Impact of the Built Environment on Microclimate in San Jose, California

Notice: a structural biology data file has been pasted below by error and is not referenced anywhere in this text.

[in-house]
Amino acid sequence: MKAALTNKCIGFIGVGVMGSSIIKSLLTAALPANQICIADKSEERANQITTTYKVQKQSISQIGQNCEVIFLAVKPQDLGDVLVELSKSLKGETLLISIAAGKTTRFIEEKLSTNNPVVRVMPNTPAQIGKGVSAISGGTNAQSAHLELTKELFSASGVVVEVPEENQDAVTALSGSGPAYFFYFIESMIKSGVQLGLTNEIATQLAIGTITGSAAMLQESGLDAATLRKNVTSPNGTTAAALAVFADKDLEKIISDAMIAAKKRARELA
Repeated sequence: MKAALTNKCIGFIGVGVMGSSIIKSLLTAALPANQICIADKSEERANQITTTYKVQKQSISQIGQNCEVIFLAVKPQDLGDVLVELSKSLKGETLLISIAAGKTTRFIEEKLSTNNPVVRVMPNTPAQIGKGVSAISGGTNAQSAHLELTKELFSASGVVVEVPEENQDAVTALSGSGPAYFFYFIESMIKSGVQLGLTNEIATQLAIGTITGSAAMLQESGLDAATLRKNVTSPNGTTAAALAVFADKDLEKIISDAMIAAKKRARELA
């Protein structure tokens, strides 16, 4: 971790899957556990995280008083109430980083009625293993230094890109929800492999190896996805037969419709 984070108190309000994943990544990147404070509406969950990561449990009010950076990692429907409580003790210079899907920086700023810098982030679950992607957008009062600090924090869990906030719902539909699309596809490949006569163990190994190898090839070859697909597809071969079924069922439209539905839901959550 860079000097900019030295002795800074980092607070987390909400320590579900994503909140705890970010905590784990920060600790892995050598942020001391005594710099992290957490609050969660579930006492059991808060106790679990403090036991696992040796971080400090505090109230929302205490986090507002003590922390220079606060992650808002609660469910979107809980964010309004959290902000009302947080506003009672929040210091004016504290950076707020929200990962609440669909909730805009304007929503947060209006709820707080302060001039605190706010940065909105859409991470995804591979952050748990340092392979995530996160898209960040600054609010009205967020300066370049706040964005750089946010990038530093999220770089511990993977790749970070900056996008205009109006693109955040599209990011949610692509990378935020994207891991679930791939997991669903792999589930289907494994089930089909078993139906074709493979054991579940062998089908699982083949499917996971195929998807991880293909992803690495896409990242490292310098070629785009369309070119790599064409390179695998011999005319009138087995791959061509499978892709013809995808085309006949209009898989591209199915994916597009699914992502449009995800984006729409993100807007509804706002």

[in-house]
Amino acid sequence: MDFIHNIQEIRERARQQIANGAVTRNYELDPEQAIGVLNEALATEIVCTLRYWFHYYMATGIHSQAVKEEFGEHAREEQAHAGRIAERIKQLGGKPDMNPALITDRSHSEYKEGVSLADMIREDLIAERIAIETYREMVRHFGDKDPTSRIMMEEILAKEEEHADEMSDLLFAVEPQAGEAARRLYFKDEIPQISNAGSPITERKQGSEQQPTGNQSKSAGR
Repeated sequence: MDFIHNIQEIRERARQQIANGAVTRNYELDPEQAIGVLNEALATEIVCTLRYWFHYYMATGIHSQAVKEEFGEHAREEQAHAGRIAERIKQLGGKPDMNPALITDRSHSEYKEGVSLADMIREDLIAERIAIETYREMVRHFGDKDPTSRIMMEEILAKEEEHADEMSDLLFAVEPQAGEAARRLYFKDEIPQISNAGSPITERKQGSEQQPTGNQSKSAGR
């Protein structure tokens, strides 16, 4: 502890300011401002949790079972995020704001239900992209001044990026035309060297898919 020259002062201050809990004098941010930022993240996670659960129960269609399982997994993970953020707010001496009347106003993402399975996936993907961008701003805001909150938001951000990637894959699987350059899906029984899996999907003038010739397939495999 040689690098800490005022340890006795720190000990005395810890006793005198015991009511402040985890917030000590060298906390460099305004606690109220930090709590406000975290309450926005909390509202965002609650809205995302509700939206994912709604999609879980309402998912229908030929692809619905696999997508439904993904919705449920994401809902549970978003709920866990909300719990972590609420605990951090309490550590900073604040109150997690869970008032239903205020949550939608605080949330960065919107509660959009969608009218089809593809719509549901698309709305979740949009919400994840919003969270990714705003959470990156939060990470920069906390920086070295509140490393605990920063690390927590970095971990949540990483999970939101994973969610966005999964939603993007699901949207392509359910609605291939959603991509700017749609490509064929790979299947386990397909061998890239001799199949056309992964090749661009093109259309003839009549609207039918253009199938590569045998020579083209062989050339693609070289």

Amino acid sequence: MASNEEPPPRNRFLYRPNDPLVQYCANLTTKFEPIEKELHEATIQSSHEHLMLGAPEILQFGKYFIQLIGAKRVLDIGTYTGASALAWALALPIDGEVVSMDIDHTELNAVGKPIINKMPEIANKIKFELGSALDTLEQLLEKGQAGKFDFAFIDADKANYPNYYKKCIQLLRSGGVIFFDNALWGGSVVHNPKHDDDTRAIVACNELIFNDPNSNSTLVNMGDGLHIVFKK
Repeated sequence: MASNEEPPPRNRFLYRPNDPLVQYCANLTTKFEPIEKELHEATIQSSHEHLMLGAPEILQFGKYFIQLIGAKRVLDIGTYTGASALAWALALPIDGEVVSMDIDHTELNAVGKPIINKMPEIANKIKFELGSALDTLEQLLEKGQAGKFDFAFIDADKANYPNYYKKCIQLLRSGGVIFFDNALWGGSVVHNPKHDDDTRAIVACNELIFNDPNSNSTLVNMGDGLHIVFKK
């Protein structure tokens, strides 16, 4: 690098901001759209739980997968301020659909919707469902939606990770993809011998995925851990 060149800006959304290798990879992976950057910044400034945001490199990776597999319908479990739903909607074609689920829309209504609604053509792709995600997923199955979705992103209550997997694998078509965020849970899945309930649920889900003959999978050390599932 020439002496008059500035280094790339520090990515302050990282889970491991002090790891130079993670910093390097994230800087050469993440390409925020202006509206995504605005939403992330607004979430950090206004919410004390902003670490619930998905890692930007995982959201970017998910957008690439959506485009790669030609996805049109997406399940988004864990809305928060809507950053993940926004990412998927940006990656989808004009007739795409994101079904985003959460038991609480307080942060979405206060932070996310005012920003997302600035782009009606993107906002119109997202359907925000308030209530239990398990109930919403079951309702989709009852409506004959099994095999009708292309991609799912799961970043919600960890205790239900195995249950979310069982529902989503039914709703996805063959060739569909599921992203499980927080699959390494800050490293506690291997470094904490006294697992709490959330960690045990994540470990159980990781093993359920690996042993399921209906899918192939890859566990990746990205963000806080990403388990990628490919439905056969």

Most cities have heterogeneous land uses, which produce internal variability in the Urban Heat Island (UHI). Urban heating coupled with rising global temperatures leads to an increase in heat-related illnesses, decrease in human comfort and increase in energy consumption. This study investigates the spatial variability of the UHI at the neighborhood scale in San José, California using a mobile transect to measure temperature differences. Sampling sites were classified into Local Climate Zones (LCZ) based on vegetation, impervious fractions, and building morphology. Average evening temperature differences were 1.5 °C warmer downtown than an urban park and 0.5 °C cooler in a well vegetated neighborhood compared to neighborhood with similar built urban form, but different amounts of vegetation. Stronger wind speeds decreased temperatures differences between LCZs. Results are consistent with theory that vegetation provides cooling via evapotranspiration and that increases in the built urban form lead to increases in temperature. LCZs with increased impervious and building surface fractions experienced increased temperatures whereas LCZs with increased pervious fractions experienced cooler temperatures.